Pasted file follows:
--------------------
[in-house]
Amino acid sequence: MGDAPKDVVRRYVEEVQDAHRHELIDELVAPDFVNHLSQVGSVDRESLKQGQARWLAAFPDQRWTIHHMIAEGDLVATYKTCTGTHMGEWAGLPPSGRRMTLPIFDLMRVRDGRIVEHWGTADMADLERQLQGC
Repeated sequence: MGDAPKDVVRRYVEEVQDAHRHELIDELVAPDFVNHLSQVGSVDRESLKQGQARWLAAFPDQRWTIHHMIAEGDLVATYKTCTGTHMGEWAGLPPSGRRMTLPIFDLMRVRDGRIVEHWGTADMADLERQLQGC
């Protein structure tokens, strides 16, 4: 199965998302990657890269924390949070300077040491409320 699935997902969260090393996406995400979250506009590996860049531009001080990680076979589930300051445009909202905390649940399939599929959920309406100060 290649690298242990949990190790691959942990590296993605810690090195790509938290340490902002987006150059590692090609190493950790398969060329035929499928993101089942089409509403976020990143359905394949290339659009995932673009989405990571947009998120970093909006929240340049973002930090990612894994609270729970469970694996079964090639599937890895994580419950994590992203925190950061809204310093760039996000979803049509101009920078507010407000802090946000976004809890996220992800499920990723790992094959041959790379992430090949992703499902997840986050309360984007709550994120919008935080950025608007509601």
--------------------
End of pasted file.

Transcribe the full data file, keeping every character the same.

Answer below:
[in-house]
Amino acid sequence: MGDAPKDVVRRYVEEVQDAHRHELIDELVAPDFVNHLSQVGSVDRESLKQGQARWLAAFPDQRWTIHHMIAEGDLVATYKTCTGTHMGEWAGLPPSGRRMTLPIFDLMRVRDGRIVEHWGTADMADLERQLQGC
Repeated sequence: MGDAPKDVVRRYVEEVQDAHRHELIDELVAPDFVNHLSQVGSVDRESLKQGQARWLAAFPDQRWTIHHMIAEGDLVATYKTCTGTHMGEWAGLPPSGRRMTLPIFDLMRVRDGRIVEHWGTADMADLERQLQGC
């Protein structure tokens, strides 16, 4: 199965998302990657890269924390949070300077040491409320 699935997902969260090393996406995400979250506009590996860049531009001080990680076979589930300051445009909202905390649940399939599929959920309406100060 290649690298242990949990190790691959942990590296993605810690090195790509938290340490902002987006150059590692090609190493950790398969060329035929499928993101089942089409509403976020990143359905394949290339659009995932673009989405990571947009998120970093909006929240340049973002930090990612894994609270729970469970694996079964090639599937890895994580419950994590992203925190950061809204310093760039996000979803049509101009920078507010407000802090946000976004809890996220992800499920990723790992094959041959790379992430090949992703499902997840986050309360984007709550994120919008935080950025608007509601």